This time around – you see how long it’s taken me to get another idea to repurpose for decorating. It’s just not where my focus is. But I have three ottomans, little ottomans, like little cubes that I got at Walmart eight years ago. I bought these – I had a friend help me decorate my office. This is when I decided, oh, I’m going to have an office outside of the house in 2008. It must have been 2009 because things were going really well. It was the start of the business. I may have been six months in, maybe a little longer. It definitely was not a year.
When I started Virtual Hired Hand, I was living at home with my mom, so I would always look for other places to go to work. If you’ve tried working from home and maybe you are at home with your parents or you’ve got kids or a husband, somebody that’s there all day with you as well, when you first start out, oh my gosh, it was stressful. My mom’s retired so she was at home all day. I’m at home all day working. But it was stressful because it’s hard to tell your mom, “Hey, my office hours are this time,” or whatever, because I would break my own rules. There were times I would go talk to her, interrupt her stuff. She would do the same with me.
So I would go out on what I call “field trips,” whether it be to Starbucks or to the park or wherever to go work, and I thought about this the other day. I don’t do as much getting out in what I do in “field trips” as I call them, because I don’t have to do that anymore. I’m in my own space. Nobody’s home with me when I’m working, and it’s wonderful to have that quiet when you want, noise when you want, you know, you can set the environment how you want to.
So I bought these three ottomans way back when at the beginning stages of my business for this office I was going to have outside the home. That office lasted three months. I didn’t stay in it three months. I think I might have enjoyed it for maybe the first two weeks it was fun going to it. It was a place. Back then, co-working spaces weren’t the thing. It was more like a corporate office, but every individual office belonged to a different small business. That’s probably the best way to describe it because it wasn’t open. We didn’t see each other. You were closed off. There was no interaction.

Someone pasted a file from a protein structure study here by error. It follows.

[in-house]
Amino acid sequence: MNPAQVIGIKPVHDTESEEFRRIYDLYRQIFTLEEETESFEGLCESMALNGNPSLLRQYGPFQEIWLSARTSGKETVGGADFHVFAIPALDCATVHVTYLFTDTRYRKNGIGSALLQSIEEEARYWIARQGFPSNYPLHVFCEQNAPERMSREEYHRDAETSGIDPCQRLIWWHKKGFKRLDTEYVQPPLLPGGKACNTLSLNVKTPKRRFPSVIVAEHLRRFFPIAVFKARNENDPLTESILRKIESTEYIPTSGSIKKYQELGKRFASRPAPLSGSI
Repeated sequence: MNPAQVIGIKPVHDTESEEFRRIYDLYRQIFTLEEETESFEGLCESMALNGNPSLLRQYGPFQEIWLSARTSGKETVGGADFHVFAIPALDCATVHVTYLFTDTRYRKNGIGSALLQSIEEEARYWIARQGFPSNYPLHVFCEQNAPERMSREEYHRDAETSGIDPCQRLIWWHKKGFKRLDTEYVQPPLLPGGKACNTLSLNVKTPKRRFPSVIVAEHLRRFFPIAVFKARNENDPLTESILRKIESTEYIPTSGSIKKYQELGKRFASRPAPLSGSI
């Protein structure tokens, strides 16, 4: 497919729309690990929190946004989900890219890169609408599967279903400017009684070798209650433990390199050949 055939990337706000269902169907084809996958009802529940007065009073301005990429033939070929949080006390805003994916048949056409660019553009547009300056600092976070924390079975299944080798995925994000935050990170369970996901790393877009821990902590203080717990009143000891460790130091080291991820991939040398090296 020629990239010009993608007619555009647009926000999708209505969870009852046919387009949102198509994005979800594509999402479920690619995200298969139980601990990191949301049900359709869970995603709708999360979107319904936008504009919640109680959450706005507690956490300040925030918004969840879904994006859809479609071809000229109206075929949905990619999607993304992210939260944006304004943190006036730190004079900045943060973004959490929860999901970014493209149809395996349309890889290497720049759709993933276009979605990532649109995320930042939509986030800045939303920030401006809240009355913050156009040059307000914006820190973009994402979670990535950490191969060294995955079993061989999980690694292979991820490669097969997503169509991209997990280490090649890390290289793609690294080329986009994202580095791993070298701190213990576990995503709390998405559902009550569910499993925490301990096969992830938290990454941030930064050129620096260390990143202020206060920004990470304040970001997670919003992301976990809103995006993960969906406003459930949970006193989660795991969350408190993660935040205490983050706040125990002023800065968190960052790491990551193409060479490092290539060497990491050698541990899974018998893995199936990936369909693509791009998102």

You know, it was different getting out and just being able to do that, and I was excited about the freedom and excited about working for myself and being responsible for everything full-time. It was a mix of things in the process of that. But that whole office space wore off very quickly when it snowed one day. I think I moved in, in January, and then February it snowed a day and I stayed home, and then the next day did something, you know, I just stayed, stayed, stayed, and eventually decided I wasn’t going back and just cancelled it. It was like a month-to-month kind of thing.
That’s when I got these ottomans and they’ve been functioning as storage all this time. Just, you know, having whatever in them as storage. They’re cubes, but they weren’t used out in the open. You’d have to look down on the floor to see them. Anyway, I’m thinking of how am I going to do this office, and it came to me the idea to use these ottomans as I guess they’re kind of like shelves sitting on top of my desk. They’re open because they’ve got a little top, and I took the top off and put them on their side and put things inside of them.
Think about a shadow box. That’s probably the closest best description, and oh my gosh, they just make me so happy. [Laughs] I’m sitting in the opposite corner looking at them now and this is just – I needed a pick me up, a refresher, bringing new life and energy to my office space. Oh, it’s wonderful. I love it. I love it.